After the slave era many African Americans understandably wanted to move past the reminders of slavery found in these songs. While some songs did make their way into African American church and African American choral group repertoires, others were no longer sung. In the early 20th century spirituals made a comeback as they were adapted by African American composers. So, as Marian Anderson was beginning her career, new versions of spirituals were becoming available, providing her with a body of songs that would identify her as an African American performer of sacred songs as well as opera. As her career progressed, she also worked with African American composers who were eager to create versions of spirituals for her to sing.
In the early 1930s Anderson toured Europe, singing in many venues, including command performances for royalty. As other African American artists of her era had found, Europe welcomed her. She enjoyed being able to live where there were no barriers dictating where she could stay, how she could travel and where she could perform. Along with her opera performances, she introduced European audiences to traditional spirituals arranged for orchestra. This brought something American to her performances and helped to set her apart from other singers.
She returned from Europe in 1935 and performed at New York’s Town Hall, then in 1936 she gave her first performance at the White House. It was after her White House performance that the idea of performing at Constitution Hall first arose among her sponsors at Howard University. She had performed at Howard several times, but the audience kept growing and it was clear she needed a larger venue. Finding such a venue in a segregated city was to prove more difficult than anyone expected.
When efforts to have the DAR Constitution Hall change or suspend their policy of only allowing whites to perform on their stage failed in 1939, the newspapers reported the story, causing a public outcry. First Lady Eleanor Roosevelt also made headlines by resigning her DAR membership in protest. Many other members followed. Mrs. Roosevelt worked to find a suitable venue for the concert. It proved impossible to find any venue in Washington where a large mixed audience would be accepted. The idea of an outdoor concert was put forward and the National Park Service agreed that any park in its jurisdiction could be used. So the Easter concert at the Lincoln Memorial was announced.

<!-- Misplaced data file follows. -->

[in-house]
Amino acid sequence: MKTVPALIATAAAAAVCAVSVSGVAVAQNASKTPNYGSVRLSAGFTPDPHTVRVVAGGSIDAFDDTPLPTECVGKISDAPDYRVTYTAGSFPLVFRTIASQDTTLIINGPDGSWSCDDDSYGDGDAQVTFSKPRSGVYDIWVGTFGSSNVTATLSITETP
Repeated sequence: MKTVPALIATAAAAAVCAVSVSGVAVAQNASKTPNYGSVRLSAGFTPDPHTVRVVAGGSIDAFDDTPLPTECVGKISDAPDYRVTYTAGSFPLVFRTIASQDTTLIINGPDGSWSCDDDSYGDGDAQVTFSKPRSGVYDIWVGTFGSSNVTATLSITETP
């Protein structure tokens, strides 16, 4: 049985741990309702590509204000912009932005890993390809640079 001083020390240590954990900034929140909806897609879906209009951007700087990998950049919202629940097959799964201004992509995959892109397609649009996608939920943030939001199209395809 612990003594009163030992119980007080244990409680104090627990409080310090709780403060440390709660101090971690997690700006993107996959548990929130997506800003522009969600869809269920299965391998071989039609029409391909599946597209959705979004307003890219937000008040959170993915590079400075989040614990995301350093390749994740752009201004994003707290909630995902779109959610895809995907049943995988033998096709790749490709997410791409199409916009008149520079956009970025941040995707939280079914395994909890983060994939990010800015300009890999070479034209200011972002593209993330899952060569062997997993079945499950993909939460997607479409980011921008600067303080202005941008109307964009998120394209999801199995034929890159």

At this point it seemed everyone wanted to hear Marian Anderson. Fans of opera of all colors traveled to the event. Organizations from small community churches to the NAACP worked to bring African American fans to attend. The concert audience on the site was about 75,000. The concert was also broadcast on radio to an audience of millions.
Now Anderson found herself facing a national civil rights moment as well as the largest crowd she had ever performed for, and this overwhelmed her. Although she felt the support of the sponsors of the concert and her many fans, she said that as she stood up to sing her first song, “My Country ‘Tis of Thee,” “…I felt for a moment as though I were choking. For a desperate second I felt as if the words as I know them would not come” (autobiography, p. 191). But she did sing, following “My Country ‘Tis of Thee” with Gaetano Donizetti’s aria “O Mio Fernando,” and Franz Schubert’s “Ave Maria.” Now, following a short intermission, she needed something to answer this moment in the history of a nation deeply divided by prejudice. I think it must have been a great comfort that she had a repertoire of arranged spirituals that she had sung many times. These allowed her to meet the issue of civil rights in a way that was uplifting rather than confrontational. She sang ”Gospel Train,” arranged by Henry T. Burleigh, ”Trampin,” arranged by Edward Boatner, and ”My Soul’s Been Anchored in the Lord,” arranged by Florence Price. According to several news reports of the event, the audience asked for an encore, and so she sang a spiritual from one of her most popular recordings, ”Nobody Knows the Trouble I’ve Seen,” arranged by Lawrence Brown. It might be said that Anderson was spared the difficulty of finding the right thing to say at this moment, because African Americans of long ago had found those words and put them into spirituals.